Friday, 14 December 2007

A word about windows

I've now finished gluing on my windows. On the two bay windows, I painted the main body colour around the window openings as I thought it was going to be too fiddly to try to apply clapboard in such a tight area. The clapboard will start underneath the window sills. The windowsill of the living room bay required a certain amount of fiddling and trimming to get it to fit around the complex angles.

The small windows were a bit fiddly as well - these are the two second floor windows on the front, and the two on the side (although I am only using one side window as I didn't punch the ground floor side window opening). The instructions say to glue-laminate the three layers of external trim to form the window frame, aligning the top of the window opening. The implication is that you then achieve four matching window frames that appear as a solid unit along the edges such as the top edge and the sides of the window opening. Certainly in the box picture these look like solid one-piece windows.

I found that none of my three trim layers exactly matched each other on these small windows on all edges. And I don't mean they were a little bit out - it was more like a 1/8th or 3/16th inch difference on several edges. So for example, instead of the top of the window appearing like one solid edge, I have three distinct edges from the three layers, with perhaps the middle layer sinking inwards by 1/8th inch and the top layer protruding more. On the middle 'strut' of a couple of windows, the second layer is significantly narrower than the first layer.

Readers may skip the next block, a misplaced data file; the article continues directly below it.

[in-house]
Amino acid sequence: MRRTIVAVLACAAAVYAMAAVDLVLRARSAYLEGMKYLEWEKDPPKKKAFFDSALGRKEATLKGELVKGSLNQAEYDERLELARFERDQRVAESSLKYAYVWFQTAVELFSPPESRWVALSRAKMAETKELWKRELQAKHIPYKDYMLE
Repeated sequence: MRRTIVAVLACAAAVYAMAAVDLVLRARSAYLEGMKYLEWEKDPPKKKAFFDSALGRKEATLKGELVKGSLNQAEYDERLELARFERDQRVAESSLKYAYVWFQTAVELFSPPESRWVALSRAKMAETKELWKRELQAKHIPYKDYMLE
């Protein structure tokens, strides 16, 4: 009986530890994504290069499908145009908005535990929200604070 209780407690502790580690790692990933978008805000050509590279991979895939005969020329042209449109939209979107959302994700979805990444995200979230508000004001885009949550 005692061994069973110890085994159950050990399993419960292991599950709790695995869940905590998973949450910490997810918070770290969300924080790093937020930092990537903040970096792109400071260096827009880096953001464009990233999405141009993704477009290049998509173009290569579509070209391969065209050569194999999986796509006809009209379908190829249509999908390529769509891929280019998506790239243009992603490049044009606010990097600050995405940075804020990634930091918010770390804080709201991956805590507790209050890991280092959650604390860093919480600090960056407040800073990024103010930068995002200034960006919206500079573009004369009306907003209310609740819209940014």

I decided to just leave the separate layers showing, in a kind of 'carpenter gothic' effect. Where layers were almost the same (such as on the very tips of the wings of the upper flared part) I did sand to one level, but otherwise I just painted them all the same trim colour and sanded the individual edges smooth.

The other item that requires a bit of fiddling is the windowsill. On these small windows, the window sill fits over the three 'legs' of the window, and then fits into the actual window opening to form the sill. All of my window sills required customisation to get them to fit over the 'legs' of the window (slots needed widening) and into the window openings (tabs needed trimming). And in order to have the sill fit tightly against the window (i.e. no gaps beween the 'legs' and the back of the sill slot), I had to trim width off the sill on all the inside edges.

On the side window, I also had to trim length off the sill on one side because it was obstructed by the corner trim.

When gluing the small windows onto the house, I found one window opening was too tall - if I aligned the tops of the window openings, but glued the sill onto the bottom edge of the opening, it left a significant gap between the sill and the bottom of the window trim. I filled this with a bit of coffee stirrer - now that it is painted to match, it looks like part of the 'carpenter gothic' effect.

Now that all the windows are on, I am gearing up for the clapboard and have started painting clapboard pieces after giving them a spray of sealer on both sides. This is a tedious job, thank goodness for podcasts to listen to while I do it.

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